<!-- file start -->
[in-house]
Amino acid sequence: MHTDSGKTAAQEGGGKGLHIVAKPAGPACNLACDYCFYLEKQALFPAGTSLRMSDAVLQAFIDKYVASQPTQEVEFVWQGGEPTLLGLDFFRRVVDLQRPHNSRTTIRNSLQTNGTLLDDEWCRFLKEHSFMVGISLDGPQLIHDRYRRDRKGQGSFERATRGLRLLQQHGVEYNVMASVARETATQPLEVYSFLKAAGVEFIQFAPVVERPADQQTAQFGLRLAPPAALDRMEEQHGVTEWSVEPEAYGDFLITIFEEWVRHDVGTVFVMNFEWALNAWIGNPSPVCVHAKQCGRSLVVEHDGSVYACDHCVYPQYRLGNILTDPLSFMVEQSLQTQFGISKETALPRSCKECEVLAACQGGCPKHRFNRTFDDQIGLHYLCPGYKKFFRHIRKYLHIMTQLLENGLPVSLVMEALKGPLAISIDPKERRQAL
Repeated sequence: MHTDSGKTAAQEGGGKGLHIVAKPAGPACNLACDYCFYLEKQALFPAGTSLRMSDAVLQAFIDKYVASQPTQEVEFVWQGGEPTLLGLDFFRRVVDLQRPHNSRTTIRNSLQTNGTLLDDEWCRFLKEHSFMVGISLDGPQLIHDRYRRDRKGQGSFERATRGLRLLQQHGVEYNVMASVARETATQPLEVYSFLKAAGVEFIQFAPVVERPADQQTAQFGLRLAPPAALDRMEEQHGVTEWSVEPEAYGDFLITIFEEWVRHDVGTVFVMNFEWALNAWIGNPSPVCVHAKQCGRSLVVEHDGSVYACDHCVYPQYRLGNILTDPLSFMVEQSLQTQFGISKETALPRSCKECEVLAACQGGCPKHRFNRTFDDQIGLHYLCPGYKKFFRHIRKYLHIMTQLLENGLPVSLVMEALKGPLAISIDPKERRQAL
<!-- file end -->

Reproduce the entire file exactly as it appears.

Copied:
[in-house]
Amino acid sequence: MHTDSGKTAAQEGGGKGLHIVAKPAGPACNLACDYCFYLEKQALFPAGTSLRMSDAVLQAFIDKYVASQPTQEVEFVWQGGEPTLLGLDFFRRVVDLQRPHNSRTTIRNSLQTNGTLLDDEWCRFLKEHSFMVGISLDGPQLIHDRYRRDRKGQGSFERATRGLRLLQQHGVEYNVMASVARETATQPLEVYSFLKAAGVEFIQFAPVVERPADQQTAQFGLRLAPPAALDRMEEQHGVTEWSVEPEAYGDFLITIFEEWVRHDVGTVFVMNFEWALNAWIGNPSPVCVHAKQCGRSLVVEHDGSVYACDHCVYPQYRLGNILTDPLSFMVEQSLQTQFGISKETALPRSCKECEVLAACQGGCPKHRFNRTFDDQIGLHYLCPGYKKFFRHIRKYLHIMTQLLENGLPVSLVMEALKGPLAISIDPKERRQAL
Repeated sequence: MHTDSGKTAAQEGGGKGLHIVAKPAGPACNLACDYCFYLEKQALFPAGTSLRMSDAVLQAFIDKYVASQPTQEVEFVWQGGEPTLLGLDFFRRVVDLQRPHNSRTTIRNSLQTNGTLLDDEWCRFLKEHSFMVGISLDGPQLIHDRYRRDRKGQGSFERATRGLRLLQQHGVEYNVMASVARETATQPLEVYSFLKAAGVEFIQFAPVVERPADQQTAQFGLRLAPPAALDRMEEQHGVTEWSVEPEAYGDFLITIFEEWVRHDVGTVFVMNFEWALNAWIGNPSPVCVHAKQCGRSLVVEHDGSVYACDHCVYPQYRLGNILTDPLSFMVEQSLQTQFGISKETALPRSCKECEVLAACQGGCPKHRFNRTFDDQIGLHYLCPGYKKFFRHIRKYLHIMTQLLENGLPVSLVMEALKGPLAISIDPKERRQAL